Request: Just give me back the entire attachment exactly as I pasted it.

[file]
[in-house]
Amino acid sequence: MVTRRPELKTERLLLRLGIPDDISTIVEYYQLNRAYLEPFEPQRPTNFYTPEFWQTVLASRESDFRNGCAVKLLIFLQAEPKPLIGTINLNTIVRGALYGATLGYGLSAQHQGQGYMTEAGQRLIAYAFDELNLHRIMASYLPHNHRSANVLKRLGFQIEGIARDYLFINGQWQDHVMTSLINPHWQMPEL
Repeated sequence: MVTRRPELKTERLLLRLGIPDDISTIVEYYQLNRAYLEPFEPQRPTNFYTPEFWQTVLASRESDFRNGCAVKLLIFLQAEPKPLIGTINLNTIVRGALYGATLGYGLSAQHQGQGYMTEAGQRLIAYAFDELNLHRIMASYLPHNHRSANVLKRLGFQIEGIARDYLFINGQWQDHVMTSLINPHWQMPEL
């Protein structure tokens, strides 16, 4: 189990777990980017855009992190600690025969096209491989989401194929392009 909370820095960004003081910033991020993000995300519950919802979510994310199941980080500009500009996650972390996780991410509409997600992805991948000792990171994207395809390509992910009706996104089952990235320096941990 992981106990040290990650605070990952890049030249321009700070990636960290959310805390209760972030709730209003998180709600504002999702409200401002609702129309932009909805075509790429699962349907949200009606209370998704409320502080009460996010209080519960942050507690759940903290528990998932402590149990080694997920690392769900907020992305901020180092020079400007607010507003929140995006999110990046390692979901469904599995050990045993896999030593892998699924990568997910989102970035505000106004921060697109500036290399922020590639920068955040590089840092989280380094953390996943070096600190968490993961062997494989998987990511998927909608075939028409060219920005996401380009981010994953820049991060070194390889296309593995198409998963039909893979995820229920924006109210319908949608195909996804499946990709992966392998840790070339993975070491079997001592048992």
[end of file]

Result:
[in-house]
Amino acid sequence: MVTRRPELKTERLLLRLGIPDDISTIVEYYQLNRAYLEPFEPQRPTNFYTPEFWQTVLASRESDFRNGCAVKLLIFLQAEPKPLIGTINLNTIVRGALYGATLGYGLSAQHQGQGYMTEAGQRLIAYAFDELNLHRIMASYLPHNHRSANVLKRLGFQIEGIARDYLFINGQWQDHVMTSLINPHWQMPEL
Repeated sequence: MVTRRPELKTERLLLRLGIPDDISTIVEYYQLNRAYLEPFEPQRPTNFYTPEFWQTVLASRESDFRNGCAVKLLIFLQAEPKPLIGTINLNTIVRGALYGATLGYGLSAQHQGQGYMTEAGQRLIAYAFDELNLHRIMASYLPHNHRSANVLKRLGFQIEGIARDYLFINGQWQDHVMTSLINPHWQMPEL
């Protein structure tokens, strides 16, 4: 189990777990980017855009992190600690025969096209491989989401194929392009 909370820095960004003081910033991020993000995300519950919802979510994310199941980080500009500009996650972390996780991410509409997600992805991948000792990171994207395809390509992910009706996104089952990235320096941990 992981106990040290990650605070990952890049030249321009700070990636960290959310805390209760972030709730209003998180709600504002999702409200401002609702129309932009909805075509790429699962349907949200009606209370998704409320502080009460996010209080519960942050507690759940903290528990998932402590149990080694997920690392769900907020992305901020180092020079400007607010507003929140995006999110990046390692979901469904599995050990045993896999030593892998699924990568997910989102970035505000106004921060697109500036290399922020590639920068955040590089840092989280380094953390996943070096600190968490993961062997494989998987990511998927909608075939028409060219920005996401380009981010994953820049991060070194390889296309593995198409998963039909893979995820229920924006109210319908949608195909996804499946990709992966392998840790070339993975070491079997001592048992």